|Emperor Yuan of Wei|
|Emperor of Cao Wei|
|Reign||27 June 260 – 4 February 266|
|Duke of Changdao District, Anci County|
|Tenure||256 – 27 June 260|
|Prince of Chenliu (陳留王)|
|Tenure||4 February 266 – 302|
|House||House of Cao|
|Father||Cao Yu, Duke of Yan|
Cao Huan (pronunciation (help·info)) (246–302), courtesy name Jingming, was the fifth and last emperor of the state of Cao Wei during the Three Kingdoms period. On 4 February 266, he abdicated the throne in favour of Sima Yan (later Emperor Wu of the Jin dynasty), and brought an end to the Wei regime. After his abdication, Cao Huan was granted the title "Prince of Chenliu" and held it until his death, after which he was posthumously honoured as "Emperor Yuan (of Cao Wei)".
Cao Huan's birth name was "Cao Huang" (曹璜). His father, Cao Yu, the Prince of Yan, was a son of Cao Cao, the father of Wei's first emperor, Cao Pi. In 258, at the age of 12, in accordance with Wei's regulations that the sons of princes (other than the first-born son of the prince's spouse, customarily designated the prince's heir) were to be instated as dukes, Cao Huan was instated as the "Duke of Changdao District" (常道鄉公).
In 260, after the ruling emperor Cao Mao was killed in an attempt to seize back state power from the regent Sima Zhao, Cao Huang was selected to succeed Cao Mao.
At the time Cao Huang became emperor, his name was changed to "Cao Huan" because it was difficult to observe naming taboo with the name "Huang" (which was a homonym to many common terms—including "yellow" 黃 and "emperor" 皇). During Cao Huan's reign, the Sima clan controlled state power and Cao was merely a figurehead and head of state in name. In 263, Cao Huan instated his wife Lady Bian as empress.
For the first few years of Cao Huan's reign, there were constant attacks by forces from the rival Shu Han state under the command of Jiang Wei. While Jiang Wei's attacks were largely easily repelled, Sima Zhao eventually ordered a counterattack on Shu with an invading force of 180,000 men commanded by Zhong Hui and Deng Ai. In late 263, Liu Shan, the Shu emperor, surrendered to Deng, bringing an end to the state of Shu. After the fall of Shu, Deng Ai was framed for treason by Zhong Hui and stripped of command. In early 264, Zhong Hui plotted with Jiang Wei to restore Shu and eliminate all the Wei generals who might oppose him. However, the generals started a counterinsurgency and killed Zhong Hui and Jiang Wei. Shu's former territories (in present-day Sichuan, Chongqing, Yunnan, southern Shaanxi, and southeastern Gansu) were completely annexed by Wei.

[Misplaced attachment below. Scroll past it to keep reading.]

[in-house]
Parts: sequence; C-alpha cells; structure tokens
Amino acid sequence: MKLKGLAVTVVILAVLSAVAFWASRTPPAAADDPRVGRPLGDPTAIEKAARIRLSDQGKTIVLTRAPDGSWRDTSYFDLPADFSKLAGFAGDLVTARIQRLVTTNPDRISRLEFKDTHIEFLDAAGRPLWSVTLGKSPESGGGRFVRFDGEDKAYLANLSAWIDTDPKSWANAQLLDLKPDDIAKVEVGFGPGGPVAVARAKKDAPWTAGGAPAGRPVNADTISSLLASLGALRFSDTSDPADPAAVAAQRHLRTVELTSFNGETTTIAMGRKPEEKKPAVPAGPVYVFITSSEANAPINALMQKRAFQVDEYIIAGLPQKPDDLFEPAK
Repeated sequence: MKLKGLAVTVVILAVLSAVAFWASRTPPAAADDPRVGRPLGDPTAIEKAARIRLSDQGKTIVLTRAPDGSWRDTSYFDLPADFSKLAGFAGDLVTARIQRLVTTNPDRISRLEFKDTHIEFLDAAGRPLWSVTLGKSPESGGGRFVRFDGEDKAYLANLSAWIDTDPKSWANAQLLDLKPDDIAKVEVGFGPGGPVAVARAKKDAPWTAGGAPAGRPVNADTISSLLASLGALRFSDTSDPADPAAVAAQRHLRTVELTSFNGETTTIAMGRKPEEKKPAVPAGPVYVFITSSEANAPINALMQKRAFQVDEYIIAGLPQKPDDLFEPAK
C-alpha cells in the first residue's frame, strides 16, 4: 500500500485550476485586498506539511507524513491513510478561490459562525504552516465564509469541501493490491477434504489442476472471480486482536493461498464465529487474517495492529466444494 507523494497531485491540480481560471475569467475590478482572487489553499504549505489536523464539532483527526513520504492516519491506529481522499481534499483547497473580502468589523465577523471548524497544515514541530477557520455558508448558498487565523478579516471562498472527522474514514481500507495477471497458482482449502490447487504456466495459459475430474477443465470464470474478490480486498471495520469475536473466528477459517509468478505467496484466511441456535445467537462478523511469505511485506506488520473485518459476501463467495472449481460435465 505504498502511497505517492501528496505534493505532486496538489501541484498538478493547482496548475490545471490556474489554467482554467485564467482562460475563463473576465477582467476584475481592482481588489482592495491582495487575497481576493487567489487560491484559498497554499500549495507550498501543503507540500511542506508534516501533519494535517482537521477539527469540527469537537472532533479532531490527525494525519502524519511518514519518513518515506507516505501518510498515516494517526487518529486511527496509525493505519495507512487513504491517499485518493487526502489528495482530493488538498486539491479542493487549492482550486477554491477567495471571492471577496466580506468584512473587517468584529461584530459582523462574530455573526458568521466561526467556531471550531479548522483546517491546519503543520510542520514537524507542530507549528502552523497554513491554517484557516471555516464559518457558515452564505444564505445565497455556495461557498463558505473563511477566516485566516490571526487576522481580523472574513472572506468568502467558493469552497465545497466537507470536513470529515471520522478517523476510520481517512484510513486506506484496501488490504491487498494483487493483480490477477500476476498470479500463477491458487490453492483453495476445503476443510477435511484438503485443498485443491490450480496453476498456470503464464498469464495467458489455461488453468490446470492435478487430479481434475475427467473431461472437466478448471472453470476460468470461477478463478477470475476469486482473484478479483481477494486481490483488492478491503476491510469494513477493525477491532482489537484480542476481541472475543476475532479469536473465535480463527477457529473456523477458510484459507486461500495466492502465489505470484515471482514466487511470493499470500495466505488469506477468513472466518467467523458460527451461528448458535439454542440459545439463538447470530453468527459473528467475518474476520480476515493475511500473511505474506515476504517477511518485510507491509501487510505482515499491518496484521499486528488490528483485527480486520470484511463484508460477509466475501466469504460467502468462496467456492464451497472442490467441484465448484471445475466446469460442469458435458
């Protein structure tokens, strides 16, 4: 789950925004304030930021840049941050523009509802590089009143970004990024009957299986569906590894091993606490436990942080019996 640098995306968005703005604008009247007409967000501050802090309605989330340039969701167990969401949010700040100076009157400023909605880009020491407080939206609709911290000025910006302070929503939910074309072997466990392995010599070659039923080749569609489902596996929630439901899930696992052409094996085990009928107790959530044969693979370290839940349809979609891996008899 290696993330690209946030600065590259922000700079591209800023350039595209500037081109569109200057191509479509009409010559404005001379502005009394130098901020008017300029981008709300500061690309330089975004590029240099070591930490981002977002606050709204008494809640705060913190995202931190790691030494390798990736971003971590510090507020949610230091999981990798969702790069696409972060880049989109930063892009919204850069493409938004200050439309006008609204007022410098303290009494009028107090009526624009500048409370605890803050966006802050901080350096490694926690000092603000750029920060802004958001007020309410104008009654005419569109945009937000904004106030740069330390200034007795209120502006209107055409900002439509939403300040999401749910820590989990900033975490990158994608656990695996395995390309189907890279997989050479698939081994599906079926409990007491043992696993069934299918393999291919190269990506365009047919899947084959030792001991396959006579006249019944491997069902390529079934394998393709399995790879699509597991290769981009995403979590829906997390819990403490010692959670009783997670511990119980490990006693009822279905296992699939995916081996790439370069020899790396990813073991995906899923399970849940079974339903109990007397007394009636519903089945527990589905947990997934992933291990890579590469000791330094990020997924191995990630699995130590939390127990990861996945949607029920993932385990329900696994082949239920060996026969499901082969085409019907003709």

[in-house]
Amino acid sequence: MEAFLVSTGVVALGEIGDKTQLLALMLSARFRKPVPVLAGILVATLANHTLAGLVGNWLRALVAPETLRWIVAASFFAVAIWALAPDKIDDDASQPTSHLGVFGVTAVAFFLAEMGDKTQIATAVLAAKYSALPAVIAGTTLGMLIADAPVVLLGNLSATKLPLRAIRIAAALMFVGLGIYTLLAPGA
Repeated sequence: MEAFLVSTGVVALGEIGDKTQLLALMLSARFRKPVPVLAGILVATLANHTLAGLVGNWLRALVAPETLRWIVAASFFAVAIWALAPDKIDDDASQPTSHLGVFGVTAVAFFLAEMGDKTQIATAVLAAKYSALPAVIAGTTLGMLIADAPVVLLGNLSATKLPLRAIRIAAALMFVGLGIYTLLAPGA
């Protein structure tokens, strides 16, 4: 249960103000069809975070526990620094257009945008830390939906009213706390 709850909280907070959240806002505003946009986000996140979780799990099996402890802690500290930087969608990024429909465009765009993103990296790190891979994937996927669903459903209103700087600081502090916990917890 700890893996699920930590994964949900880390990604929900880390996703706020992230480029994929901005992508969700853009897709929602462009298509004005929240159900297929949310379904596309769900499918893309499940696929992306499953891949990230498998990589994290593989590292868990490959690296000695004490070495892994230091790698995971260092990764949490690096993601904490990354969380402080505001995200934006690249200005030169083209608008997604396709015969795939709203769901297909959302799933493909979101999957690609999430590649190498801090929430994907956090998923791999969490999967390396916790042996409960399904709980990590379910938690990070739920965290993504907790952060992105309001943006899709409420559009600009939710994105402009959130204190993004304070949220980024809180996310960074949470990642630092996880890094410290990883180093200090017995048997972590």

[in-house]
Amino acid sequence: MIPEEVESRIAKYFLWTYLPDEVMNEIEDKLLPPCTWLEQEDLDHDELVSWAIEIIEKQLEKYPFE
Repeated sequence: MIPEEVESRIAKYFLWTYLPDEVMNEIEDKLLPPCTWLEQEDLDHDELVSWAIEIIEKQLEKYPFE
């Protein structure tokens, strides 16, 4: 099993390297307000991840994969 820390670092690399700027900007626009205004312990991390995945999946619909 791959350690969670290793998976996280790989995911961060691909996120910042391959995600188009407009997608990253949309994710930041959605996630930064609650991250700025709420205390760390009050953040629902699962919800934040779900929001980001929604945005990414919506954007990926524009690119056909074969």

Wei itself did not last much longer after Shu's collapse. In 263, Sima Zhao again forced Cao Huan to grant him the nine bestowments and this time he finally accepted signifying that a usurpation was near. In 264, Sima Zhao became a vassal king under the title "King of Jin" — the final step before usurpation. After Sima Zhao died in September 265, his son, Sima Yan, inherited his father's position and on 4 February 266 forced Cao Huan to abdicate, thereby establishing the Jin dynasty. He granted Cao Huan the title "Prince of Chenliu" which Cao Huan carried until his death.
Not much is known about Cao Huan's life as a prince under Jin rule. Sima Yan (later known as Emperor Wu of Jin) permitted him to retain imperial banners and wagons and to worship ancestors with imperial ceremonies. He also permitted Cao Huan not to refer to himself as a subject of his. He died in 302 during the reign of Emperor Wu's son, Emperor Hui. He was buried with honours due an emperor and given a posthumous name.
It is not known who immediately succeeded Cao Huan as Prince of Chenliu, but in late 326, the position of Prince of Chenliu was conferred upon Cao Mai, the great-great grandson of Cao Cao, who held the title until his death in 358. He was succeeded by his son, Cao Hui, whose title was confirmed on 24 November 363.